Resources

ADA INFORMATION LINE
The U.S. Department of Justice provides information about the Americans with Disabilities Act (ADA) through a toll-free ADA Information Line.

800 - 514 - 0301 (voice)
800 - 514 - 0383 (TTY)

Pawsitism Document Library

For more information regarding the application process please refer to "Get Involved", "Apply for a Dog" or email inquiries to pawsitism@gmail.com

More About Service Dogs

What questions do employees have the right to ask to determine if it is a service dog? 

  1. Is the dog a service animal required because of a disability?
  2. What work or task has the dog been trained to perform?

* Staff are not allowed to request any documentation for the dog, required that the dog demonstrated task, or inquire about the nature of the person’s disability. The ADA does not require service animals to wear a vest, ID tag, or specific harness.

Pawsitism inc. service dogs 

We are a non-profit organization that strives to provide a family with a personally and professionally trained service dog that will enhance the life of a child with autism and insure success through continuing education for the family.

Pawsitism service dogs are being trained to become assistance dogs for children with autism. You will see them wear service vest help identify them as a working dog and each dog will provide documentation to help you know what your rights are. They train for 18 months before going to their family.

For more information on service dogs through the American with disabilities act, refer to the ADA website or the ADA hotline, both listed above.

Service, Therapy, or Emotional Support?

Whats the Difference?

Comparison Service Therapy Emotional Support
ADA covered: rights to bring animal into public establishments
Needs to tolerate a wide variety of experience
May live with their disabled owners even if no pets policy in place
May fly inside the airplane with their disabled owner
Primary function is to provide emotional support through companionship
Especially trained to assist just one person
Provide emotional support and comfort to many people

For the Community

DISABILITY ETIQUETTE

  • Ask whether someone wants your help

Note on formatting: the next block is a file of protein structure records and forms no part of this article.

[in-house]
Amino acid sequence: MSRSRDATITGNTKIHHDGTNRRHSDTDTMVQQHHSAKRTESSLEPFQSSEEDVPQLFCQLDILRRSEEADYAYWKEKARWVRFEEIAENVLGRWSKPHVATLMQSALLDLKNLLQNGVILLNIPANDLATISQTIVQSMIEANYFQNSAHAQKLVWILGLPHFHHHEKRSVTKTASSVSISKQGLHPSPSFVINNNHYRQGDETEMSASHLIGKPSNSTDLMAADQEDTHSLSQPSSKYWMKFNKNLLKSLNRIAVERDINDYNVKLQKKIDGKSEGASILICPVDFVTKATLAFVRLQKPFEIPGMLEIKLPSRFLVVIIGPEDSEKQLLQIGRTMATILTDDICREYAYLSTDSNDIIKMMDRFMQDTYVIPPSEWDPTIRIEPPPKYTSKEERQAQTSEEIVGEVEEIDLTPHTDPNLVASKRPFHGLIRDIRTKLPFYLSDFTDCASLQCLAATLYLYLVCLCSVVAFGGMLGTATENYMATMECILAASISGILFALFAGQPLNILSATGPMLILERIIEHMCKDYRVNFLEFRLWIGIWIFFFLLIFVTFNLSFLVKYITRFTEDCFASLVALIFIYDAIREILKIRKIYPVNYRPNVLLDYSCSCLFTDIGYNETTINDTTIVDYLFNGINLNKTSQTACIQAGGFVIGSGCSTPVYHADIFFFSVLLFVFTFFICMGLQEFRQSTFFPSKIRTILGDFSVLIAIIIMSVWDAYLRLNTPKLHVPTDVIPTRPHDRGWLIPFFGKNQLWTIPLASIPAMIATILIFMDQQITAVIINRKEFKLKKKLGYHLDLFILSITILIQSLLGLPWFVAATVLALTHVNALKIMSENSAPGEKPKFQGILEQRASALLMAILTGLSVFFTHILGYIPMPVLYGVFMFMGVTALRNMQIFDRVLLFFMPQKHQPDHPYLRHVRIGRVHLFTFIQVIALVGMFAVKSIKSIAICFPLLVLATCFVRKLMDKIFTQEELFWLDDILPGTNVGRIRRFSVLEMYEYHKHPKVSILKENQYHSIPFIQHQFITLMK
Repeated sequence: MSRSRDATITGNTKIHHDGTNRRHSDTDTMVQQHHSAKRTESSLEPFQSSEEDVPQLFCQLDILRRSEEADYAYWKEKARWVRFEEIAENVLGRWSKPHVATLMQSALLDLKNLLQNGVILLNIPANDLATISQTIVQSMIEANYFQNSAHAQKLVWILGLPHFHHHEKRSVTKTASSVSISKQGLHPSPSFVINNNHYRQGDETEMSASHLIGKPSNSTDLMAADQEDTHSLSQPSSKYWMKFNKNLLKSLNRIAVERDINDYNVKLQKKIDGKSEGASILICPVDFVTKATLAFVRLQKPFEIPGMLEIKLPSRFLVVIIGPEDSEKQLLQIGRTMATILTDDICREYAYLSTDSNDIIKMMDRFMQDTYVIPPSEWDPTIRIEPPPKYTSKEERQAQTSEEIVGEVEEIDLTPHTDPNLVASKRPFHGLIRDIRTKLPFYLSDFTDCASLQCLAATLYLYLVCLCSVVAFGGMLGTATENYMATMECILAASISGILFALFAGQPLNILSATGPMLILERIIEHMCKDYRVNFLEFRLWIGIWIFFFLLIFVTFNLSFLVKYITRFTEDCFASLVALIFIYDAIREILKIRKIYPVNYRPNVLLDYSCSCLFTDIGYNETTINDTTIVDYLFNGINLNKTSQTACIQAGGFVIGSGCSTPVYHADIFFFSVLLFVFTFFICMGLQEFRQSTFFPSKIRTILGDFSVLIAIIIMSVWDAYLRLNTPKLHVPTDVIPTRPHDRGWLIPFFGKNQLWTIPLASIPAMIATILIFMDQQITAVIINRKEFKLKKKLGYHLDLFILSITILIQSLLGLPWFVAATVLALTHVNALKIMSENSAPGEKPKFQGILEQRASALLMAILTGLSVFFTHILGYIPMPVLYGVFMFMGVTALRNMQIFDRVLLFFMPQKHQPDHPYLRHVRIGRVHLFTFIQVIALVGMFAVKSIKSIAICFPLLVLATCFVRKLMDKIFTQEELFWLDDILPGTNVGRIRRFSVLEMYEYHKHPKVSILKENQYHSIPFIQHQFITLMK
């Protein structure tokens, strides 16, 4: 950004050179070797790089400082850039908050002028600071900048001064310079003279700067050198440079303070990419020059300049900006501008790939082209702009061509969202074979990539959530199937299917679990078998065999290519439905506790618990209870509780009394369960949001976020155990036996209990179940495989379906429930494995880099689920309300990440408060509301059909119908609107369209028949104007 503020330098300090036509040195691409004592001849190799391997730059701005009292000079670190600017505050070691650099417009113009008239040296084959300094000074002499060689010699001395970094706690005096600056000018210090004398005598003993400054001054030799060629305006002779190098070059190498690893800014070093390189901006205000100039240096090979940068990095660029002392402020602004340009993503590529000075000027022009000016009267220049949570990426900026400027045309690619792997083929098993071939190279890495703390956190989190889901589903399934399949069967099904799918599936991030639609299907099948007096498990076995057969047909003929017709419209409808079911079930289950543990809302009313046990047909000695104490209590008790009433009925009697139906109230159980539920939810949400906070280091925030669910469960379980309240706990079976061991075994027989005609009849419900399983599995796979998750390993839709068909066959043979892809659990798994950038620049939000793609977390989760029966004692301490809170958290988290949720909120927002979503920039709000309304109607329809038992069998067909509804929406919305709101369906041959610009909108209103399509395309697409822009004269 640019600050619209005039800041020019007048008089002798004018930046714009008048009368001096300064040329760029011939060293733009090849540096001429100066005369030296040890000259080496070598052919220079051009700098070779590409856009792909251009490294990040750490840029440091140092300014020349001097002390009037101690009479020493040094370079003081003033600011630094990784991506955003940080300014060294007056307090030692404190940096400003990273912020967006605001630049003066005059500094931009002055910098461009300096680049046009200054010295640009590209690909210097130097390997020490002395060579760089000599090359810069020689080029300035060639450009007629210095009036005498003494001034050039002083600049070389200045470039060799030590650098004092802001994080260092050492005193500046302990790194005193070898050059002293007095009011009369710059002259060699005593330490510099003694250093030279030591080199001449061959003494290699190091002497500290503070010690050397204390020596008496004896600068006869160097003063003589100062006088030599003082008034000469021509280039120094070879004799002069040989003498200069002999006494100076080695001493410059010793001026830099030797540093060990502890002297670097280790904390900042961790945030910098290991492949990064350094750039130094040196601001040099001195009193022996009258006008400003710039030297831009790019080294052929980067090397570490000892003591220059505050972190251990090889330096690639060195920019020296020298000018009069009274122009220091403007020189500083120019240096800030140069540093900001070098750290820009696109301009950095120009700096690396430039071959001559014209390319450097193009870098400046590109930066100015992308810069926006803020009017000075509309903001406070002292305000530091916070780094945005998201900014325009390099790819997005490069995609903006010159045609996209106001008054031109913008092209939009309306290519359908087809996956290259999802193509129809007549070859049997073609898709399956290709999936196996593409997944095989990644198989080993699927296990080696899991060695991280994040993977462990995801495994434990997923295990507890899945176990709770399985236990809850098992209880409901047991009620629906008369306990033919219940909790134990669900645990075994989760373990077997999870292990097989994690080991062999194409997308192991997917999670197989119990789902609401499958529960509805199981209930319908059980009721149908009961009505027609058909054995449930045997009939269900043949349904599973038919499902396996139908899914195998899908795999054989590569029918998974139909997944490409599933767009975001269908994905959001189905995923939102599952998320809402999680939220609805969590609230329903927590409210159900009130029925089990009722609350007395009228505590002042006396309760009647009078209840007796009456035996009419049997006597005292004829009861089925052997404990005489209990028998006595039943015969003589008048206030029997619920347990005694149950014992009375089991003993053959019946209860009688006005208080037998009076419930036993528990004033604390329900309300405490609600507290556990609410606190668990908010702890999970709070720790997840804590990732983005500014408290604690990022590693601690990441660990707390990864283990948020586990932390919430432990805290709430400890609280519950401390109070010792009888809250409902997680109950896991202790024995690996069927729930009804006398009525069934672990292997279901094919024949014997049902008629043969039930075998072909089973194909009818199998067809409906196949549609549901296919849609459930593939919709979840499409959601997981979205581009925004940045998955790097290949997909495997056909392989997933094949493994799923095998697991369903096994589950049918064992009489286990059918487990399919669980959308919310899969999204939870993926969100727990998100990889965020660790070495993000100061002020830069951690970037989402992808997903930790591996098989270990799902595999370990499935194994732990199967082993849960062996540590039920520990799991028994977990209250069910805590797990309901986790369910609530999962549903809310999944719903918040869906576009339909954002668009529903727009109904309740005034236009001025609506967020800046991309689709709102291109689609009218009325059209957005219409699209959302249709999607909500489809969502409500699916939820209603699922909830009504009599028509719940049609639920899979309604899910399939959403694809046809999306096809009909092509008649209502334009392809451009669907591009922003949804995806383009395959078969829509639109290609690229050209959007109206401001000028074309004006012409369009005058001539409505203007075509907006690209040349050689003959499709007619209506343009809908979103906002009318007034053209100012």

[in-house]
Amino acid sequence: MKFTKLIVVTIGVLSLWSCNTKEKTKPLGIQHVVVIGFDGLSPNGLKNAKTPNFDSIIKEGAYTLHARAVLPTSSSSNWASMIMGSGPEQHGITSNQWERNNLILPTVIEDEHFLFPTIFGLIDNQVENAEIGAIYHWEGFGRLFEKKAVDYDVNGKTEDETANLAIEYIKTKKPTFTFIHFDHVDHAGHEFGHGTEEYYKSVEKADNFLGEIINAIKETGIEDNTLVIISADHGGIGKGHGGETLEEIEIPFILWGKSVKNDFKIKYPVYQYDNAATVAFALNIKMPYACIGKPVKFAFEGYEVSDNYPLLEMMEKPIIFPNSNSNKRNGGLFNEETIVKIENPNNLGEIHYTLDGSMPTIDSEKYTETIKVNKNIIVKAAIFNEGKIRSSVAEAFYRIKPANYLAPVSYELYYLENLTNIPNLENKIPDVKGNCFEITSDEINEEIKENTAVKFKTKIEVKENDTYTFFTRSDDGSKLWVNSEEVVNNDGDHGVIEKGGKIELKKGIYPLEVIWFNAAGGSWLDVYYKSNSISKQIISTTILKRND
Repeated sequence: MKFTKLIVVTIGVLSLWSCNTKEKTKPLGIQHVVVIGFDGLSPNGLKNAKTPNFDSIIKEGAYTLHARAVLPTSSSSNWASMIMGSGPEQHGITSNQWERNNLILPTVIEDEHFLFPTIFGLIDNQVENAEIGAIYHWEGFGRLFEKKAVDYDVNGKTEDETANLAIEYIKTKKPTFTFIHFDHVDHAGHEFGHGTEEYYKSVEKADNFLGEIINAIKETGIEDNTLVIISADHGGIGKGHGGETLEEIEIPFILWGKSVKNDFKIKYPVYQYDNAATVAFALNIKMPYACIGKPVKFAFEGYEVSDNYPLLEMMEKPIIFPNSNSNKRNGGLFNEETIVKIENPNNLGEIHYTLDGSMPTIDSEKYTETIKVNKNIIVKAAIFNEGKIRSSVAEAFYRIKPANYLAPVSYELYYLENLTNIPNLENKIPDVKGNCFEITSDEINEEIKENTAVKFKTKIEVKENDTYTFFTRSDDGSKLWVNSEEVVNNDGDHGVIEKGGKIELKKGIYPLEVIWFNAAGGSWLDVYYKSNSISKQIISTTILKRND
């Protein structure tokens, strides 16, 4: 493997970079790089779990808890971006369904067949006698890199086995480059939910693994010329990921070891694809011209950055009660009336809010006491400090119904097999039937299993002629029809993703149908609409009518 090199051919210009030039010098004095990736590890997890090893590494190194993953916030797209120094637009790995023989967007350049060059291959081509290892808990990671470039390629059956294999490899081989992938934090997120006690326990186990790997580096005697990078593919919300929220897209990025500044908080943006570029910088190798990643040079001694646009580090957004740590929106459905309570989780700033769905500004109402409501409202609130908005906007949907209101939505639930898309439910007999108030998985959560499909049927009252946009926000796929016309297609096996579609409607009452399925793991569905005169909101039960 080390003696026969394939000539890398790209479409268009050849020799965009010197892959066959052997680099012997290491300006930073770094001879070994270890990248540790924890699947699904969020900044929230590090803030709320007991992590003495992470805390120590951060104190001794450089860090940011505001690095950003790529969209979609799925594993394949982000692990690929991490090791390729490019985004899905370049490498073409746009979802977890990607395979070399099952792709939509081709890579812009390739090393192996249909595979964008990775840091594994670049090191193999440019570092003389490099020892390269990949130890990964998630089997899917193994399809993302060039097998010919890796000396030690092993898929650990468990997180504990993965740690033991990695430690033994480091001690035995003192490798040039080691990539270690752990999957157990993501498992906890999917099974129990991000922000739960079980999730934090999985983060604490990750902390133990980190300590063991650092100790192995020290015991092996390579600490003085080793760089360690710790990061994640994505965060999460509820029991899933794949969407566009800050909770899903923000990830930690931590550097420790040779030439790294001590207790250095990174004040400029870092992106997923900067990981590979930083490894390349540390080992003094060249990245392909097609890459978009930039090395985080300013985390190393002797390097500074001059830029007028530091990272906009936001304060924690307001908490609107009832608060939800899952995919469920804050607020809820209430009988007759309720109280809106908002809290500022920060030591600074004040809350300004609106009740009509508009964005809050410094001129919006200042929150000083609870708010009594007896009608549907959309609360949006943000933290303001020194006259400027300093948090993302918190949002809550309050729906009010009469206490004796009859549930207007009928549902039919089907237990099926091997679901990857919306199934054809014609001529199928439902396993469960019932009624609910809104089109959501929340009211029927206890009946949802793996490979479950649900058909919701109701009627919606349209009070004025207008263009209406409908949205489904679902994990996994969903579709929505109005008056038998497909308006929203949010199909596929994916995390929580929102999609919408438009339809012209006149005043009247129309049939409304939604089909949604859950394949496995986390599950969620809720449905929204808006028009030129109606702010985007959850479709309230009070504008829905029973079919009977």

• Do you line for about physical contact. Don’t grab someone’s arm, don’t hurt someone on the head, don’t touch their equipment.
  • Don’t make assumptions about a persons ability or inability to participate in an activity or do a task.
  • Don’t wear heavy perfumes. Many people have sensitivities to chemicals.
  • Always put the person first. They are person with a disability, not a disabled person. Say a person with autism rather than a person who is autistic.
  • Avoid outdated terms like crippled, handicapped, retarded, wheelchair-bound or hearing-impaired.
  • Avoid using disempowering  words like victim or suffers.
  • If you have trouble understanding someone with a speech disability, asked him to repeat the part you didn’t understand.
  • Use proper assistance dog etiquette. Make sure to announce the person before announcing their assistance dog. And always ask before you pet. Remember the dog is working and we don’t want to distract.

Assistance Dog Etiquette

  • So often when we see assistance dogs with their partners we are immediately drawn to admire them and even pet them. However well intentioned, it’s important we are aware of the rules surrounding working dogs. People with barking dogs generally enjoy engaging with those drawn to their canine partners. Just remember to observe the tips below, and enjoy your interaction with the team.
  • Don’t touch the dog without asking for mission first. This is a distraction it may prevent the dog from tending to the human partner. Be sensitive to the fact the dog is working and maybe in the middle of a command or direction from its human. Most dogs need to be told to be released from workload to interact with someone.
  • Please don’t feed the dog. It may be on a special diet. Food is the ultimate distraction to the working dog and can jeopardize the working assistant dog team. 
  • Speak to the person, not the assistance dog. Most handlers do not mind talking about assistance dogs in their dog specifically if they have a time. In fact, they often enjoy it!
  • Do not whistle or make sounds at the dog this may provide a dangerous distraction.
  • Never make assumptions about the individual’s intelligence, feelings or capabilities. Offers of help are appreciated, but ask first. Usually, the human/dog team can get the task done by themselves. 
  • Always approach an assistance dog calmly and speak to their human partner before touching or addressing the dog.
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